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News August 22, 2011 //  by  // 1 Comment

Forensics society has big plans for the University

The UH Forensic Society is hosting two speech competitions this fall and will compete in 17 tournaments across the nation this academic year. | Courtesy of Michael Fain

The UH Forensic Society is hosting two speech competitions this fall and will compete in 17 tournaments across the nation this academic year. | Courtesy of Michael Fain

The UH Forensics team is aiming toward another successful year as they gear up for a semester of debate and social work. The Forensics Society aims to help students get over their fear of public speaking while giving back to the community.

“Until the mid 90s, UH had a very well established speech department, but (now) no longer offers it,” said program director Michael Fain. “We’re giving students a chance to participate and get rid of the greatest fear of adults which is public speaking. We get (members) in front of audiences to get rid of their fear.”

After being resurrected by Fain in 2001, the Forensics Society has won national titles in various competitions, including the Outstanding Community Service award given by Delta Sigma Rho National Speech Fraternity in 2005 and 2006.

“The main purpose of the program is to provide some sort of forensic outlet for the greater Houston community,” said Fain. “We won 10 national championships just this past year. We’ve won 35 national championships since the organization started back up in 2002. The reason why we have over 300 members is because we have folks that only volunteer or only judge, but you cannot only compete. Winning will always happen, but it has to be achieved first.”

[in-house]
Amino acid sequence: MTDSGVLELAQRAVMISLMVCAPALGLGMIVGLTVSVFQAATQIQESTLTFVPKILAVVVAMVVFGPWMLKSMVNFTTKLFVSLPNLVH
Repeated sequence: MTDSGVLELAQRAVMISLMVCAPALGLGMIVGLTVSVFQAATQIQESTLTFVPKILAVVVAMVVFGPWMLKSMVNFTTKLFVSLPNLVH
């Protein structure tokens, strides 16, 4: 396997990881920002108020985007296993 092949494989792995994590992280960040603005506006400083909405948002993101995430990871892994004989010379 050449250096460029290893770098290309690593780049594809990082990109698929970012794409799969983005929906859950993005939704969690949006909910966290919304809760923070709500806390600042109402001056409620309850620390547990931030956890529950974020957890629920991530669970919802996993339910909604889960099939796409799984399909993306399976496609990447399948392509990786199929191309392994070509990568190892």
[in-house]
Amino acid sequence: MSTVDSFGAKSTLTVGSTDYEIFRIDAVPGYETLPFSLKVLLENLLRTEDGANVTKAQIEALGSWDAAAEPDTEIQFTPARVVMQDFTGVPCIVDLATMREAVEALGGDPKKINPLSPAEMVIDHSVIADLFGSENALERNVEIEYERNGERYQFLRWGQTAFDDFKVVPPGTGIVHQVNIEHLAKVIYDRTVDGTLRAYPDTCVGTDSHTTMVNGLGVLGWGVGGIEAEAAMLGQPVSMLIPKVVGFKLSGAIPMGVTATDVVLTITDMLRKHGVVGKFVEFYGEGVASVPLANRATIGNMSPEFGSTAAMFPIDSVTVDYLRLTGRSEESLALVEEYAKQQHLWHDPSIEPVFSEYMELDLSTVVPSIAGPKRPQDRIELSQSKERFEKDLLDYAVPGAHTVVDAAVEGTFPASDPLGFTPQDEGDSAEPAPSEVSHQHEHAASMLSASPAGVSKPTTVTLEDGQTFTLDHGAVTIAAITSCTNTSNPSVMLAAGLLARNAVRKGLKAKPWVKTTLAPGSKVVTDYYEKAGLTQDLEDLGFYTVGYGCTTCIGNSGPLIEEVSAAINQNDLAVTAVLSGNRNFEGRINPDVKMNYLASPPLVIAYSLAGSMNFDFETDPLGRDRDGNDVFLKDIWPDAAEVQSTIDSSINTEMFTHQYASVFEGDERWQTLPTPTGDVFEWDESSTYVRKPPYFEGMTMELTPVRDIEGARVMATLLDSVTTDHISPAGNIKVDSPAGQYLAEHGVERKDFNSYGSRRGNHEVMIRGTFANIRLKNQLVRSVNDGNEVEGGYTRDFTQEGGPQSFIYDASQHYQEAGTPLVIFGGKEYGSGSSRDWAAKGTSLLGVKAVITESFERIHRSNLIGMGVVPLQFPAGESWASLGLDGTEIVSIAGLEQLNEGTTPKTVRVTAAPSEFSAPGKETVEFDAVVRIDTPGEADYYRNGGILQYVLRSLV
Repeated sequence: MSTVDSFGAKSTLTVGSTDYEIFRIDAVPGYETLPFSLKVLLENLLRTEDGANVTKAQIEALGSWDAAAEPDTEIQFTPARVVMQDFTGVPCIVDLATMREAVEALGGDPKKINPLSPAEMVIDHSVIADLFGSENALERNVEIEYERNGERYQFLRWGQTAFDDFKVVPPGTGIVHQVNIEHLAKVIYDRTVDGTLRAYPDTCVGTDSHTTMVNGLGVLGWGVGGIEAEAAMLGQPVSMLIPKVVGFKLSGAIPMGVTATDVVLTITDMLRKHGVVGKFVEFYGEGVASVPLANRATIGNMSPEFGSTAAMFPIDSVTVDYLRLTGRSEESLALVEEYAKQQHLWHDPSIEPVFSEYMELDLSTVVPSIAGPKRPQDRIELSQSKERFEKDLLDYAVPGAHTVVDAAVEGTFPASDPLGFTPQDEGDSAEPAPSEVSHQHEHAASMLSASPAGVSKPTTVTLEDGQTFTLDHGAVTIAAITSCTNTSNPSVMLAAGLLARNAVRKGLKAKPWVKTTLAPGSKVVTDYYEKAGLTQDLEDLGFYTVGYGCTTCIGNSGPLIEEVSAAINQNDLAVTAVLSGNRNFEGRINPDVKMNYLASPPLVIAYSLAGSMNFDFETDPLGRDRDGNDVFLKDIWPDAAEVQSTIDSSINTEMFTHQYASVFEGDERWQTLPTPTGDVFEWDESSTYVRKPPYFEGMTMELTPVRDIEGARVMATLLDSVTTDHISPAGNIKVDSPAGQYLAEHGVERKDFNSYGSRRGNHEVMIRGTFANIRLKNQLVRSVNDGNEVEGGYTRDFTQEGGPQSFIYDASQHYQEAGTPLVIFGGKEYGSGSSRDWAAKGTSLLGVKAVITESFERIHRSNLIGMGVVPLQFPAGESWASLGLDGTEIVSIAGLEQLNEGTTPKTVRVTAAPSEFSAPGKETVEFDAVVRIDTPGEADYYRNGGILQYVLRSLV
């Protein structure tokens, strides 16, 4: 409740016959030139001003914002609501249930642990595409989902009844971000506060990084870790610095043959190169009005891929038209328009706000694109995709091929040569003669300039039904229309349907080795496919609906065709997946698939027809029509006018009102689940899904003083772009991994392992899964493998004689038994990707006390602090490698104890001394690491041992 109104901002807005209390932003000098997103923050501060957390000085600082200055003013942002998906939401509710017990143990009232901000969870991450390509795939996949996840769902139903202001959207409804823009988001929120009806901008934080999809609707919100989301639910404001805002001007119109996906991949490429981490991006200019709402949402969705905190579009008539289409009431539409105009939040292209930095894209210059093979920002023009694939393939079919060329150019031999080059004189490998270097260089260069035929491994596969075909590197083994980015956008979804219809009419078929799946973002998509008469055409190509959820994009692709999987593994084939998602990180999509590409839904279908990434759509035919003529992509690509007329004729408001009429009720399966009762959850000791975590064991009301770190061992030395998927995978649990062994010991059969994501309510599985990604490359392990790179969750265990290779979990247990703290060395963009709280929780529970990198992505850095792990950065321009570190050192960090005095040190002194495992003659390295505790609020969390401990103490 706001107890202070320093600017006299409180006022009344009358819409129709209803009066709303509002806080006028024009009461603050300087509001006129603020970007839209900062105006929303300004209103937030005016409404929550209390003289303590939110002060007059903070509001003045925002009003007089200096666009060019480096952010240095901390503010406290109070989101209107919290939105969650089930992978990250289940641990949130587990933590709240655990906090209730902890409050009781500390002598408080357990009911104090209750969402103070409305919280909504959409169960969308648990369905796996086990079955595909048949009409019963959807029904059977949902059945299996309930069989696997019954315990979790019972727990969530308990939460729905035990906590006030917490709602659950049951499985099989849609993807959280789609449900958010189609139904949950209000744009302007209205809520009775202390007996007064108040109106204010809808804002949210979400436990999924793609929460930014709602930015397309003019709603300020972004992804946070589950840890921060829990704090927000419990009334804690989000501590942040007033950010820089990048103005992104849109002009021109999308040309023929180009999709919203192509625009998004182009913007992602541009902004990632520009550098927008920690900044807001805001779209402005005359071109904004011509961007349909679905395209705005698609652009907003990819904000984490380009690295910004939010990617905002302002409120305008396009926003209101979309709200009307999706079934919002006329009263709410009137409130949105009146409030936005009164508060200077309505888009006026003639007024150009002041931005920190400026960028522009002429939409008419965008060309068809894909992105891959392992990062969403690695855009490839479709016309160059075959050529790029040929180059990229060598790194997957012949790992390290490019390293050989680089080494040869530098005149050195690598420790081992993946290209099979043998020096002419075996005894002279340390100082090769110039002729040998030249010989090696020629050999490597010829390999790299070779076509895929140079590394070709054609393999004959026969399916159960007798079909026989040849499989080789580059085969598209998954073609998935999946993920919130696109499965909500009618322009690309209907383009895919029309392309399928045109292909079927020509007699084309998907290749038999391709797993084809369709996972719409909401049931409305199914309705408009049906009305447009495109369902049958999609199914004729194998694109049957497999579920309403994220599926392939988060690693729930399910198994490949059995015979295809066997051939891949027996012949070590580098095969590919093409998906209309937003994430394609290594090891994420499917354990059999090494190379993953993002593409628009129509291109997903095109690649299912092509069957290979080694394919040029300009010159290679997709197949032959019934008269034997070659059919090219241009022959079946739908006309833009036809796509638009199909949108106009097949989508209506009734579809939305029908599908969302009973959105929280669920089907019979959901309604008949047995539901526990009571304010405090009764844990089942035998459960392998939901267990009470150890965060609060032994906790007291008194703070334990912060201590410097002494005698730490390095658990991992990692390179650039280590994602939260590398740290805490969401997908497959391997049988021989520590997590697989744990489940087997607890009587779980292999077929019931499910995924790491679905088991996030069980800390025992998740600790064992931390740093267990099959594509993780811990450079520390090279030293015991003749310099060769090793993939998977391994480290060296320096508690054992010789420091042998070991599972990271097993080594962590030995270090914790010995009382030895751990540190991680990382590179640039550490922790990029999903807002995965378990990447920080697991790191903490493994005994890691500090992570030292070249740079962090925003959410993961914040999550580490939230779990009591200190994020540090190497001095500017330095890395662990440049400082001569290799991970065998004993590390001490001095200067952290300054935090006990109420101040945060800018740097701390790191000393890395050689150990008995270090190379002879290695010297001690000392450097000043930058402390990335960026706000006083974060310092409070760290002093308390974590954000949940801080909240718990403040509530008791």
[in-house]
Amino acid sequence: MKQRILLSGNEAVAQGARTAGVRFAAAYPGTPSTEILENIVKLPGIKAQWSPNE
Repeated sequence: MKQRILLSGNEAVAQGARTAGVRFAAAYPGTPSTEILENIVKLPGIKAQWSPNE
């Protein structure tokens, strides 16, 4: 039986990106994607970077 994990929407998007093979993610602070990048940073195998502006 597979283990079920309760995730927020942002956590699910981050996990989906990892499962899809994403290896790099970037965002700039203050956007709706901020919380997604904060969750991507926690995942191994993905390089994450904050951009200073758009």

This fall, the Forensics Society will be hosting two contests: one for middle school students and another for high school students. They will also host 29 other on-campus events. The organization will also be involved in 17 competitions held across the US throughout the academic year. Travel, food and contest expenses are provided for active members of the program. Volunteer projects will include Star of Hope luncheons, a Thanksgiving presentation to the Depelchin Orphanage and tutoring low income students in the community.

“I started forensics at the age of 10. I didn’t grow up in a typical environment. Both of my parents were blind. Because of this, I pay a lot of attention to physical development, and I got that by watching my parents and their body language,” said Fain.

news@thedailycougar.com


  • brian

    would be nice to know what they're doing and why they think that speaking in front of large crowds is more important than getting large crowds speaking to each other.

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